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That Cell Phone In Your Hand Is A Tracking Device

Just how often law enforcement has used the technology to track down a body or help solve a crime was not available, mostly because agencies are reluctant to discuss their investigative tools.
by Staff Writers
Beijing (XNA) Jul 27, 2007
Cell phone signals are being used by law enforcement officials to find missing people in romote areas, to track terrorists and fugitives, and to place suspects near crime scenes, experts say. "The average citizen is not aware that they are carrying a location-tracking device in their pocket," said Kevin Bankston, a lawyer for the Electronic Frontier Foundation, a San Francisco-based group that works to preserve privacy rights.

When turned on, cell phones constantly emit locator signals called pings so their companies know to which towers to route phone calls, Bankston said.

Investigators can obtain logs from wireless companies containing such data to track people's movements, he said. In urban settings with many towers, the location can be narrowed down greatly - to within blocks. In more rural settings with fewer towers, a more general location can be established.

Most new phones also contain Global Positioning System chips that communicate with satellites, allowing authorities to pinpoint a precise location of the handset. The chips are one way companies can comply with federal rules designed to give emergency dispatchers more information on the location of cell phone callers.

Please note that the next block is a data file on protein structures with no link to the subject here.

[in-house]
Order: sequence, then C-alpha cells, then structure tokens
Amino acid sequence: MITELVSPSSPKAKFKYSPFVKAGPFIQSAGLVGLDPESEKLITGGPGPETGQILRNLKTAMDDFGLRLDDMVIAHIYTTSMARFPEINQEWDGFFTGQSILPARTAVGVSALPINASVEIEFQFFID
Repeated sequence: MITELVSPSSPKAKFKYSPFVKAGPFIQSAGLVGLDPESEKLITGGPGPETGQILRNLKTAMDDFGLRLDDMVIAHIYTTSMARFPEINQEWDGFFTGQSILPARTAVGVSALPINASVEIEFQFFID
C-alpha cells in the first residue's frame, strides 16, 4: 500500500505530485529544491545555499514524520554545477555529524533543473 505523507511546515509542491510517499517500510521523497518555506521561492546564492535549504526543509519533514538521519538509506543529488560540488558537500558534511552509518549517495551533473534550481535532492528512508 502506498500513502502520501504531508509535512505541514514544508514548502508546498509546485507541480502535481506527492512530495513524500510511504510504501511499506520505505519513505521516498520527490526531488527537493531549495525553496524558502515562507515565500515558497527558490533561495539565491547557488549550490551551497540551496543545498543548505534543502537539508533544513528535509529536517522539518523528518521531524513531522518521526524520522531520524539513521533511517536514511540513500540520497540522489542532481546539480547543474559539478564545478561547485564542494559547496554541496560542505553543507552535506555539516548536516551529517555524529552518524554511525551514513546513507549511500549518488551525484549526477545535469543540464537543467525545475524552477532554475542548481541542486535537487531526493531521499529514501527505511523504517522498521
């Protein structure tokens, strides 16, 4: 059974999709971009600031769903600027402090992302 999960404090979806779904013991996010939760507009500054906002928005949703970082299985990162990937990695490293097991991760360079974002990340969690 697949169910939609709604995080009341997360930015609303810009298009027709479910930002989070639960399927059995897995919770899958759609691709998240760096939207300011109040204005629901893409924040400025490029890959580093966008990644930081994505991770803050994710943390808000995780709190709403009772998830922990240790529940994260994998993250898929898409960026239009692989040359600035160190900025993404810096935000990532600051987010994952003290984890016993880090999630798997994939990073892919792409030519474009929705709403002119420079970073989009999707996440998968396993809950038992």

Just how often law enforcement has used the technology to track down a body or help solve a crime was not available, mostly because agencies are reluctant to discuss their investigative tools.

Bill Hagmaier, executive director of the International Homicide Investigators Association, said almost all major police agencies employ the technique to crack cases.

"It's an outstanding tool. Who doesn't carry a cell phone these days? Cell phones are almost as popular as jewelry and wallets," he said. "It's a fairly new investigative tool but it's one that is certainly growing in use."

Source: Xinhua News Agency

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EU And US To Make GPS And Galileo Compatible
Brussels (AFP) Jul 26, 2007
The European Union and the United States agreed on Thursday to make the US GPS satellite navigation system and its EU rival Galileo compatible, they said in a joint statement. EU and US experts agreed on plans for a signal, dubbed multiplexed binary offset carrier or MBOC, to be used by both the popular US Global Positioning System and the EU's Galileo system, which is still in development.

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